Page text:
FIRST ALERT: Know your evacuation zone and routes - WMBFNews.com, Myrtle Beach/Florence SC, Weather

FIRST ALERT: Know your evacuation zone and routes

Map showing evacuation zones, routes, and shelters. (Source: Horry County EMD) Map showing evacuation zones, routes, and shelters. (Source: Horry County EMD)
Detailed map showing the evacuation routes. (Source: Horry County EMD) Detailed map showing the evacuation routes. (Source: Horry County EMD)

HORRY COUNTY, SC (WMBF) – The county has established three evacuation zones and several routes for quickly evacuating in the event of a hurricane or other emergency.

View detailed information on disaster planning in the county’s complete online disaster guide here.

Evacuation Zones

See a searchable, interactive map of the Horry County evacuation zones and routes here. Download a printable version here.

The three evacuation zones, as described by the county, are:

Evacuation areas for ZONE A include:

  • All areas east of U.S. Business 17 up to the intersection with US 17
  • All areas east of U.S. 17 to the northern county line

Also includes all flood prone areas along the Waccamaw River and the Great and Little Pee Dee Rivers, as well as all mobile home residents within Horry County.

Evacuation areas for ZONE B include:

  • Areas South of Highway 707 and Longwood Drive
  • Longwood Plantation (Blackmoor) to the Waccamaw River
  • Residents/Businesses in Zone A

Also includes all flood prone areas along the Waccamaw River and the Great and Little Pee Dee Rivers, as well as all mobile home residents within Horry County.

Evacuation areas for ZONE C include:

  • Areas between Hwy 701 and Hwy 544
  • South of Brown's Chapel Avenue and Hwy 814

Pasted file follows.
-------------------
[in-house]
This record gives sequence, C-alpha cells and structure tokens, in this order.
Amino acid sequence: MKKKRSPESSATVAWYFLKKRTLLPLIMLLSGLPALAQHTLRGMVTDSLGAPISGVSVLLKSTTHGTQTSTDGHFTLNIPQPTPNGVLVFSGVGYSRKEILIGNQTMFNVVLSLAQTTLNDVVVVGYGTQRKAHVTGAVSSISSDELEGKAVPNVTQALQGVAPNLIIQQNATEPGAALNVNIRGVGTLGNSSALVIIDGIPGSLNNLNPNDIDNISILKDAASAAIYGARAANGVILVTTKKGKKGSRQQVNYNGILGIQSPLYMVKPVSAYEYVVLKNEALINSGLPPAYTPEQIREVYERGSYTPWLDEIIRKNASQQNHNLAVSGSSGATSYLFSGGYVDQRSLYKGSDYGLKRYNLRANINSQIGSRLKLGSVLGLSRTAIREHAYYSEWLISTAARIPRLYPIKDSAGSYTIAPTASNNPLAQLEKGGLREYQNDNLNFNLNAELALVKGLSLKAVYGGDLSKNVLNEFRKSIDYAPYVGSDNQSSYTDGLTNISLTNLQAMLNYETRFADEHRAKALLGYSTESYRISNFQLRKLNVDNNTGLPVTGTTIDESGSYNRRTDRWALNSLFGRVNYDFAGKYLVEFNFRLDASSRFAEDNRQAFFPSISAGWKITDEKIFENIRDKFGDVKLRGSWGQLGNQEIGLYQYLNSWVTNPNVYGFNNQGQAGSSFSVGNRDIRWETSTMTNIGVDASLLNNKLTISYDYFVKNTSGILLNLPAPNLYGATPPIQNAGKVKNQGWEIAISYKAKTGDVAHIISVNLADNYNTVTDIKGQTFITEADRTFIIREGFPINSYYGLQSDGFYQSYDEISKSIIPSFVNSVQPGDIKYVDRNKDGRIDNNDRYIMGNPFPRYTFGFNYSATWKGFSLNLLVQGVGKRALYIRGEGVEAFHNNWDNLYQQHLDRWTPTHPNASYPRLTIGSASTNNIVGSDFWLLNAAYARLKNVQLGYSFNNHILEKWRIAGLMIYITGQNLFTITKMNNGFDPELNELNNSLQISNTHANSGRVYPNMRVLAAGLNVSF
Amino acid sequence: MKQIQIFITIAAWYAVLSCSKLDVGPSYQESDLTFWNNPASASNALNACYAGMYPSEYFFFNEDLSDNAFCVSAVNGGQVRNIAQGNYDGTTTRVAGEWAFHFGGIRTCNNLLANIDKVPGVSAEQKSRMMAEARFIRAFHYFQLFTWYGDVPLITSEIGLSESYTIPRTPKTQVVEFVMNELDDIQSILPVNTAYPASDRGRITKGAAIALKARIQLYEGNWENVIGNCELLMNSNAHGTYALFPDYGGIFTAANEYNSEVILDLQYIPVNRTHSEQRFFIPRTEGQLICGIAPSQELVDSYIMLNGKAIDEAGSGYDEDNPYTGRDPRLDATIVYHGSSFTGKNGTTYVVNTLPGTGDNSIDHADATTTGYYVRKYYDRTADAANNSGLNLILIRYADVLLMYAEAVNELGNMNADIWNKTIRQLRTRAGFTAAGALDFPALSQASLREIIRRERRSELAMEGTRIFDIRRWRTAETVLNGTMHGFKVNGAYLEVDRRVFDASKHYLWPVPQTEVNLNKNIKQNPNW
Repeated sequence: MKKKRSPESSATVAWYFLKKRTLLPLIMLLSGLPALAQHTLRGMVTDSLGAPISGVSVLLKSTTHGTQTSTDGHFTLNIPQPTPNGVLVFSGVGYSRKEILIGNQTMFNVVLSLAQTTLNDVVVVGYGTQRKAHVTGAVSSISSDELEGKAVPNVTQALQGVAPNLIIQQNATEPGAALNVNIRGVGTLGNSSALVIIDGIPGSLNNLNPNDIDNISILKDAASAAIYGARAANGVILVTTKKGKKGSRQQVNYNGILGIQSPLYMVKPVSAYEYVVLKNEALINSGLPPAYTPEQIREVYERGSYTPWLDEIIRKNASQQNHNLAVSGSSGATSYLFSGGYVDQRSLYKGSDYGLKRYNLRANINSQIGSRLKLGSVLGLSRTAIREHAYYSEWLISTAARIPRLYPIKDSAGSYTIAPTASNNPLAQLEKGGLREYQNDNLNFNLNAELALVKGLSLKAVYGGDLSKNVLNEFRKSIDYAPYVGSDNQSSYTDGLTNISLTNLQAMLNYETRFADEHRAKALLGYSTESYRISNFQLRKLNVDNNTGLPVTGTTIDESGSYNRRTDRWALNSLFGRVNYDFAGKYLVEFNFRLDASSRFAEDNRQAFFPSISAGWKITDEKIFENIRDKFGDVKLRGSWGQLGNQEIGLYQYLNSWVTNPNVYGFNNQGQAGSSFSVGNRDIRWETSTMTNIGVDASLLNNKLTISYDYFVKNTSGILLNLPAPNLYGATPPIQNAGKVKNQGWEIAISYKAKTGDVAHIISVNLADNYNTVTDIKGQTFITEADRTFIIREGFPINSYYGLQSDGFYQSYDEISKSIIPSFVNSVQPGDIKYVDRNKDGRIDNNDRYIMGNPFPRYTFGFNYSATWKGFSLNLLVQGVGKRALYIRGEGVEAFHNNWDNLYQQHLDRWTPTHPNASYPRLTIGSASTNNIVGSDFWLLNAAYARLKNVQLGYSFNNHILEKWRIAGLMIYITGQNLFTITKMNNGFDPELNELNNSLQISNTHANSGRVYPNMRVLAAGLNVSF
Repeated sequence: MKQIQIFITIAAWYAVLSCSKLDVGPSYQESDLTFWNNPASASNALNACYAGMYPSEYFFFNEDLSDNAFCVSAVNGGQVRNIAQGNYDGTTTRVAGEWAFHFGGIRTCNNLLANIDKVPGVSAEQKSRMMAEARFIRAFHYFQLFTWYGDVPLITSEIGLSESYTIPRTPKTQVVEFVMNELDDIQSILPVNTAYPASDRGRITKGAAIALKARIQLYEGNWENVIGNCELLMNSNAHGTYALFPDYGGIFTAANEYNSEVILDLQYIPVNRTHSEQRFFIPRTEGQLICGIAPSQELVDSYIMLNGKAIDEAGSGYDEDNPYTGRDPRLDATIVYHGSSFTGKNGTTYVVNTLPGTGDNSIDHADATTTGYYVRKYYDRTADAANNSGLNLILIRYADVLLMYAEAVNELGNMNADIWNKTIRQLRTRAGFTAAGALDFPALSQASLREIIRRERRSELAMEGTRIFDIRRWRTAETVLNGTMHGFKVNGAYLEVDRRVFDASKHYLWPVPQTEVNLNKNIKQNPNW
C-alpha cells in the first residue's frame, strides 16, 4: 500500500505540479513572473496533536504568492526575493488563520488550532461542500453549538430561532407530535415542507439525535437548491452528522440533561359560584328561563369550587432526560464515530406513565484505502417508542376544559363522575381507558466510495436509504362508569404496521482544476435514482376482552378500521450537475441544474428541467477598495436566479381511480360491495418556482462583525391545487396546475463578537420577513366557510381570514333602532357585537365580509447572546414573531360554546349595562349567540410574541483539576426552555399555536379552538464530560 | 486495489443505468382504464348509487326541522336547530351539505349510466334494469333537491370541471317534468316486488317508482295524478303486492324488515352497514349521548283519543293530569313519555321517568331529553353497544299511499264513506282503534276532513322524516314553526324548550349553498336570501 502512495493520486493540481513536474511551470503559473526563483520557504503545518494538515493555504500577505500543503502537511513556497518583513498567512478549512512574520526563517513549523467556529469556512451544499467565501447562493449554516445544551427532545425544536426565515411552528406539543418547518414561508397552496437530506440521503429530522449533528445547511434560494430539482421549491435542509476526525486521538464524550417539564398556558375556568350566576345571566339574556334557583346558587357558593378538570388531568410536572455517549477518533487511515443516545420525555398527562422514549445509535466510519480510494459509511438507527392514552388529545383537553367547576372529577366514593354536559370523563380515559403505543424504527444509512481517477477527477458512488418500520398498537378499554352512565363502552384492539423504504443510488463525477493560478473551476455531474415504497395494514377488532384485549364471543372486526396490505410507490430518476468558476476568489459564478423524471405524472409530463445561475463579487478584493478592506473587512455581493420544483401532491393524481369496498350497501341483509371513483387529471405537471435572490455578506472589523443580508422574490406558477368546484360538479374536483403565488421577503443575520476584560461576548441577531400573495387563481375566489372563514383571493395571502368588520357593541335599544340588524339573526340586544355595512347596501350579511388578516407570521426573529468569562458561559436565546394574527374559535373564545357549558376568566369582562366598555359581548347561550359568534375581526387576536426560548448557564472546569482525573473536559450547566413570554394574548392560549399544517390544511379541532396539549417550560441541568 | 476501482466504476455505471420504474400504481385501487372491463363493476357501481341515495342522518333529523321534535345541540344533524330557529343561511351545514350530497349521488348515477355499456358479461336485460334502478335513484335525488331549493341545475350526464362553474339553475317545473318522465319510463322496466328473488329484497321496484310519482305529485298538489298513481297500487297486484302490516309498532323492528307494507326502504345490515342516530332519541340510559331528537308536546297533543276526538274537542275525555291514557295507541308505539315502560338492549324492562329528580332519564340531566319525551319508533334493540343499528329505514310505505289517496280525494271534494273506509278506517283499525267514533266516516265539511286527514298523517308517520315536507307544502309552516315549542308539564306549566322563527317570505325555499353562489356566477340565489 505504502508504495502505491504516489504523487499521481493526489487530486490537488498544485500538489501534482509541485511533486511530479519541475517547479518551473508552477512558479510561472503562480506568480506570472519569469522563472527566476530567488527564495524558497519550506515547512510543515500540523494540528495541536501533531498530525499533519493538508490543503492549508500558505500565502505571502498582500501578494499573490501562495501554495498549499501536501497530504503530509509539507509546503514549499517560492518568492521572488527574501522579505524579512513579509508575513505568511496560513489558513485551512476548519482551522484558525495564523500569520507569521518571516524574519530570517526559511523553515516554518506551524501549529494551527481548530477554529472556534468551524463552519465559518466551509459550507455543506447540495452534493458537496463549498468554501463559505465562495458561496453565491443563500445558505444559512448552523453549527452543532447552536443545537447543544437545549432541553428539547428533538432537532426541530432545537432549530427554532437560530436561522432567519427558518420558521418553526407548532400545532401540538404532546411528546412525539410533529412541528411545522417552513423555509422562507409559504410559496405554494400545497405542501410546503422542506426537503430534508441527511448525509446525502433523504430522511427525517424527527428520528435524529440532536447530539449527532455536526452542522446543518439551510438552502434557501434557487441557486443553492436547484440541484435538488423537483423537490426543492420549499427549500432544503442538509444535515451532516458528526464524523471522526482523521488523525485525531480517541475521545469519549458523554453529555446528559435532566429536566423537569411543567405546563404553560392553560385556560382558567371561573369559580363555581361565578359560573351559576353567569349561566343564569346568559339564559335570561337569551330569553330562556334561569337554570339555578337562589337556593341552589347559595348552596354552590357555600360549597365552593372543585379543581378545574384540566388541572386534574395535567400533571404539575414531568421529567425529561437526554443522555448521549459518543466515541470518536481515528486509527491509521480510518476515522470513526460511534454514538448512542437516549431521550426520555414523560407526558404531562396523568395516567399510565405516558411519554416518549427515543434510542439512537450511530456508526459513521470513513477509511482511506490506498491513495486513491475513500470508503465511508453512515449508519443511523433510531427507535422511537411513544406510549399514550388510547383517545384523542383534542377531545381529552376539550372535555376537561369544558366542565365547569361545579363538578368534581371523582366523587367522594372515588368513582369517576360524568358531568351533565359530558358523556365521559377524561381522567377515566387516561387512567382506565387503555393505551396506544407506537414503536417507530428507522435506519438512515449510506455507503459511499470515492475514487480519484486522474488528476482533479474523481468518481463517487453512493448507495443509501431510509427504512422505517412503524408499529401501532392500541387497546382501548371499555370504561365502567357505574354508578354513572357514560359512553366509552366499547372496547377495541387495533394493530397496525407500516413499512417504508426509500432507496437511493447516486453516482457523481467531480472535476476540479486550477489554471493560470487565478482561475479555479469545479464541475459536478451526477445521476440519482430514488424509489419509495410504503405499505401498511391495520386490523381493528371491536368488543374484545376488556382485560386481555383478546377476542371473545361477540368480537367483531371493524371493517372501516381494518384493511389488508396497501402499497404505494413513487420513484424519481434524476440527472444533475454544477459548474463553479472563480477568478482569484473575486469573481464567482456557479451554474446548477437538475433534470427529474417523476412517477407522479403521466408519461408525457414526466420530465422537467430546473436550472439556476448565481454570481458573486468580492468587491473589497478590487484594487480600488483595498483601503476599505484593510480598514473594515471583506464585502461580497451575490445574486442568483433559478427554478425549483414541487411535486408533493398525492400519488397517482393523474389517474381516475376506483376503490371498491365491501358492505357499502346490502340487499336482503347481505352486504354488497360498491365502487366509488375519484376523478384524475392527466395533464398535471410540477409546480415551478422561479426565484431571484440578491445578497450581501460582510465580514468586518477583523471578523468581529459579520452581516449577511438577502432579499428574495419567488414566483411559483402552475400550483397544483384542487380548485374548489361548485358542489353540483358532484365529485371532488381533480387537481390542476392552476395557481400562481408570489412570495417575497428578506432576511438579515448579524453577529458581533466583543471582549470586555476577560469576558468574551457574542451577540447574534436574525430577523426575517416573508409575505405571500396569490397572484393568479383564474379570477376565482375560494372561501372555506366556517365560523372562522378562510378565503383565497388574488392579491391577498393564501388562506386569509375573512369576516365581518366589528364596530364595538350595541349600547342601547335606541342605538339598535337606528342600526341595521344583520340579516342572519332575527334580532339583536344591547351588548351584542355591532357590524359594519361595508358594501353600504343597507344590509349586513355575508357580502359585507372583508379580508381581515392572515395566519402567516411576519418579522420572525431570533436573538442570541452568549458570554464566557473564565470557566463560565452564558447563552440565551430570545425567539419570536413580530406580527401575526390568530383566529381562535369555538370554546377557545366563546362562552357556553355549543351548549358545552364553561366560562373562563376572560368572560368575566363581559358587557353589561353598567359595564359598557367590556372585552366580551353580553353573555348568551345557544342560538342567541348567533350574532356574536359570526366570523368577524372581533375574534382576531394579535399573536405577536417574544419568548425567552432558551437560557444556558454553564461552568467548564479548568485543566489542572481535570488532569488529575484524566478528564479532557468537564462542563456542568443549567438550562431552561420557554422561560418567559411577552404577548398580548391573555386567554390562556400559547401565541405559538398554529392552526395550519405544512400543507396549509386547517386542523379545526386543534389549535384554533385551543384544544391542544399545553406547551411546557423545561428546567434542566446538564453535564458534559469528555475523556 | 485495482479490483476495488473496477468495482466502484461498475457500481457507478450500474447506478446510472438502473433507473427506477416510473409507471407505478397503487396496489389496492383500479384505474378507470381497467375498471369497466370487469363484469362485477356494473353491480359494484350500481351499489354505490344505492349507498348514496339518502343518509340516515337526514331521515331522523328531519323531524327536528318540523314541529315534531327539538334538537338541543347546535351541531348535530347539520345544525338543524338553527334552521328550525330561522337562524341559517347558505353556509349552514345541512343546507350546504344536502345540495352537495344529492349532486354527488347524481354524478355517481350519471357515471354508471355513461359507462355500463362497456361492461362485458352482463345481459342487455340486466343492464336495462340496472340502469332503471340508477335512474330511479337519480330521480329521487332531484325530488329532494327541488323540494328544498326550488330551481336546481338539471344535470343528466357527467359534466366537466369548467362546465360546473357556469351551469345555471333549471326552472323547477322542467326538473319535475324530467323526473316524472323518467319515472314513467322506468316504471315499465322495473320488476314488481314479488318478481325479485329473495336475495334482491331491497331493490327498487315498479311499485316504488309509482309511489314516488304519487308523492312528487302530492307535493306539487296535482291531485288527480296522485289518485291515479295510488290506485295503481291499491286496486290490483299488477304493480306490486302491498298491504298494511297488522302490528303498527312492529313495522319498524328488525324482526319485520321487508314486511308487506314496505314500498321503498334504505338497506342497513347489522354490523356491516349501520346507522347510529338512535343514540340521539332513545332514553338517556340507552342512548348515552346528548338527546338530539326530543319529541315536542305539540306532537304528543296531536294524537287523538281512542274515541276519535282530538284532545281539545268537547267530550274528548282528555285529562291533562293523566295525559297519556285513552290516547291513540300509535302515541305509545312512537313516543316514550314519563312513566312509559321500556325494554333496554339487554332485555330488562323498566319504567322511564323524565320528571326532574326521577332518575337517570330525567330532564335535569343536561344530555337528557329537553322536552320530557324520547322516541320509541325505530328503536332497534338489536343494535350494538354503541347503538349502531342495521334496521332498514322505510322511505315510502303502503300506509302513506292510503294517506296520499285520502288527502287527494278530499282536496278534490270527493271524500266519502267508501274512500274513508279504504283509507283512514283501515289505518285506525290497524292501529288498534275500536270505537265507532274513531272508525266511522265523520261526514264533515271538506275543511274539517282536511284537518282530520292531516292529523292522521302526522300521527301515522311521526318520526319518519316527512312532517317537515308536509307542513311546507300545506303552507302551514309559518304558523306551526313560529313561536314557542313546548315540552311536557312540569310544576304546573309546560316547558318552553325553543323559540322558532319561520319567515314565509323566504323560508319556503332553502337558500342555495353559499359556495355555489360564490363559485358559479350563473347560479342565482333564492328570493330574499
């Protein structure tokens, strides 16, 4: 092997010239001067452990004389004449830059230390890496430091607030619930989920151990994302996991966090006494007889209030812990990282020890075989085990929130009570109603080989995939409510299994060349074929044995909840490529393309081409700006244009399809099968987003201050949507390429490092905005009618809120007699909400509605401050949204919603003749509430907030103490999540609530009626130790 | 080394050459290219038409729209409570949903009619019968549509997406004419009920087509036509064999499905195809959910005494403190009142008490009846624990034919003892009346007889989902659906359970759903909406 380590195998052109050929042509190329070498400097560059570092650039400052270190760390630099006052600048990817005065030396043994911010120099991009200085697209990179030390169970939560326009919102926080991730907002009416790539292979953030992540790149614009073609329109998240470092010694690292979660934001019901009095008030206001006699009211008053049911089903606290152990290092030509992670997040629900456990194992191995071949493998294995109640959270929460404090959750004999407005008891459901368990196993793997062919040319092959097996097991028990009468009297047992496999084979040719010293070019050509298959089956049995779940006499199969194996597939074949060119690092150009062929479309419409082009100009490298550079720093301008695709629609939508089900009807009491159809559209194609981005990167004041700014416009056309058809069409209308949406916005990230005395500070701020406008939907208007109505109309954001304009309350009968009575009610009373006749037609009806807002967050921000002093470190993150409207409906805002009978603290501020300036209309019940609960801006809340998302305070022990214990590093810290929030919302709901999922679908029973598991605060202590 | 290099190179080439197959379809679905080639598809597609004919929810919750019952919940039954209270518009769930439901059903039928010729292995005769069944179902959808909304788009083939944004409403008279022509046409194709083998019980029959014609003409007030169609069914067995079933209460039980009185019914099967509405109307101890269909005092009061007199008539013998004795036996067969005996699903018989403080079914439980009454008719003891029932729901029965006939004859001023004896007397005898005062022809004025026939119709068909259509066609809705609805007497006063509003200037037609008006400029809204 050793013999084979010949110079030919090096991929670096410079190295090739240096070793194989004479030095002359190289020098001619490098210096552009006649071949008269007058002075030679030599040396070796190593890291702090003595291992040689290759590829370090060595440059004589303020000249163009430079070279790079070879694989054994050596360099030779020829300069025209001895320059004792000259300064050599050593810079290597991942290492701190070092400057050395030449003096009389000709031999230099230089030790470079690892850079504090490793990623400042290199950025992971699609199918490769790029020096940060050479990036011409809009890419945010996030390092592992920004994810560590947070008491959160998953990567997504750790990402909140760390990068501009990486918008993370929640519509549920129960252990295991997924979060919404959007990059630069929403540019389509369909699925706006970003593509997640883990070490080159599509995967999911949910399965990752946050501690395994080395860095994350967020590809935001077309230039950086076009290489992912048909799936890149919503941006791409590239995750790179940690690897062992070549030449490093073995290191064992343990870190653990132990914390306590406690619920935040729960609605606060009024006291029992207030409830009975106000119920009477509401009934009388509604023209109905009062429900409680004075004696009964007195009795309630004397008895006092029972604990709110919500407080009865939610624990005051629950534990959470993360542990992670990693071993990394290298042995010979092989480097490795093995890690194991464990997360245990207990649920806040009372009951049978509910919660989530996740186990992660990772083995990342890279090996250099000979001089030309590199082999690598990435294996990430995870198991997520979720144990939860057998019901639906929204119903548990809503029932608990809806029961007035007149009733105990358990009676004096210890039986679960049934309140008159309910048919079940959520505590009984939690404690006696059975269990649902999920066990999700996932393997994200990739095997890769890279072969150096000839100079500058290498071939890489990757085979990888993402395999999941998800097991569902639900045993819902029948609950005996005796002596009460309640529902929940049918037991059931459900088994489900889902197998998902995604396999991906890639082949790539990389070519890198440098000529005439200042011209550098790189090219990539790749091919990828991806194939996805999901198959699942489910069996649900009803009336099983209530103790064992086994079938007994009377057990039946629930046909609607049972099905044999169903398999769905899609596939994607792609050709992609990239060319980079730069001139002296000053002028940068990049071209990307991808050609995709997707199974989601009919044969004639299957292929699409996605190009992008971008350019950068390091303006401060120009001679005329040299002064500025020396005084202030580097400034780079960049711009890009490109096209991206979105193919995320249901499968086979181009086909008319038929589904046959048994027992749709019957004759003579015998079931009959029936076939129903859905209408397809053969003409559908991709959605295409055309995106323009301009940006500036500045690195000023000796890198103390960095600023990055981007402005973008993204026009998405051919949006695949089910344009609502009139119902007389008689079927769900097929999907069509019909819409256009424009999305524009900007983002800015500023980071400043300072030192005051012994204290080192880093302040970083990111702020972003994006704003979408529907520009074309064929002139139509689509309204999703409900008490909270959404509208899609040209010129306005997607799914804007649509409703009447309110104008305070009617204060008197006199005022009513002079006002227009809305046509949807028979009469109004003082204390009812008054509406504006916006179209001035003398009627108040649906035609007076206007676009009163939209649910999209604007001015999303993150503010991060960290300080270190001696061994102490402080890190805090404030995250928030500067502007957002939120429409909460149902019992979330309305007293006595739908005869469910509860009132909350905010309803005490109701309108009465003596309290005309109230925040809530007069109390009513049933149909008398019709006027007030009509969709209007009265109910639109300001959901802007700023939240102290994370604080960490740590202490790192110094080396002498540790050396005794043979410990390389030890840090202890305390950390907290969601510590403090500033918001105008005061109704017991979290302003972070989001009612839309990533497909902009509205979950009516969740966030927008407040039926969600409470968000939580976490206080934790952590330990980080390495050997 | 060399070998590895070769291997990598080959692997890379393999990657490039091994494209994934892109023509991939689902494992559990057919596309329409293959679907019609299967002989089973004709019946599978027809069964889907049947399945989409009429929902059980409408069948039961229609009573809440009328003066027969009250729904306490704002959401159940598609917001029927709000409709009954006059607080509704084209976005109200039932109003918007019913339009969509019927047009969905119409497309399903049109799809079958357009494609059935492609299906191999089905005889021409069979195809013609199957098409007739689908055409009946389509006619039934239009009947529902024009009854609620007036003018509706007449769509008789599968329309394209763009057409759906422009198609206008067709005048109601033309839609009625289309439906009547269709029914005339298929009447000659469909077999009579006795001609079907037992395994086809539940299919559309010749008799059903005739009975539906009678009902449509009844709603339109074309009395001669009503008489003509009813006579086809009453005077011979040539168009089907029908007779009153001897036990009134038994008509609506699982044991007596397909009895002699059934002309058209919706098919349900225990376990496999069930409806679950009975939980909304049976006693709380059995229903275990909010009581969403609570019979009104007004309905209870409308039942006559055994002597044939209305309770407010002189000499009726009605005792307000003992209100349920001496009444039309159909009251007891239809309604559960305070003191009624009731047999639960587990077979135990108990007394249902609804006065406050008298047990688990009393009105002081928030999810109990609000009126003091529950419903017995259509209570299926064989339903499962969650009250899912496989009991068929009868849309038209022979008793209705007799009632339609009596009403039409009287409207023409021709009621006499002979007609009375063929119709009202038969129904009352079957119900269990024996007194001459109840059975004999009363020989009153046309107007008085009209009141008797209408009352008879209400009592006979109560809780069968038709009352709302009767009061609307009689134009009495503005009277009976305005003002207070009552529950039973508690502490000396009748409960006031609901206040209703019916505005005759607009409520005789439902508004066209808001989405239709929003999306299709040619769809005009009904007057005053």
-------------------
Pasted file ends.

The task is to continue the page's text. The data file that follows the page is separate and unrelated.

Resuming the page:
• All areas east of Highway 31 (Carolina Bays Parkway) to Hwy 90
  • Residents/Businesses in Zone A and Zone B

Also includes all flood prone areas along Waccamaw River and Great and Little Pee Dee Rivers, as well as all mobile home residents within Horry County.

Evacuation Routes:

Below is an in-depth description of evacuation routes for each area of Horry County that could be impacted by a hurricane, from the county’s disaster guide:

  • North Myrtle Beach and northward: Evacuees from north of Briarcliffe Acres will take SC 9 north to 1-95 and beyond.
  • Briarcliffe Acres south to Myrtle Beach 10th Avenue North: Evacuees in Briarcliffe Acres south to 10th Avenue North will take SC 22 (Conway Bypass) to US 501 to Marlon. In Marion, they may then take US 76 to Florence to access 1-95 southbound or they may stay on US 501 to SC 38 to access 1-95 northbound.
  • Myrtle Beach, from 10th Avenue North south to the Myrtle Beach International Airport: Evacuees from the Myrtle Beach area south of 10th Avenue North and north of the Myrtle Beach International Airport will take US 50l to Conway. They may then take US 378 to Columbia or continue on US 501 to Marion. In Marion they may then take US 76 to Florence to access 1-95 southbound or they may stay on US 501 to SC 38 to access 1-95 northbound.
  • Myrtle Beach International Airport southward through Surfside Beach: Evacuees from the Myrtle Beach International Airport south through Surfside Beach will take SC S44 to US 501 to Conway. They may then take US 378 to Columbia or continue on US 501 to Marion. In Marion they may then take US 76 to Florence to access 1-9S southbound or they may stay on US 501 to SC 38 to access I-95 northbound.
  • Garden City Beach south to Winyah Bay: Evacuees from Garden City Beach south to Winyah Bay will take US 17 south through Georgetown. They will then take US S21 to SC 261 to US 378 to Columbia. Alternatively, they may take US 17 south to US 701 in Georgetown to SC 51 to US 378 at Kingsburg.

When evacuating, ALWAYS TAKE A ROAD MAP WITH YOU! Be aware that law enforcement and the South Carolina National Guard may be posted along evacuation routes to assist you. If you deviate from the primary evacuation route, you may experience delays and you may be rerouted back to the primary route.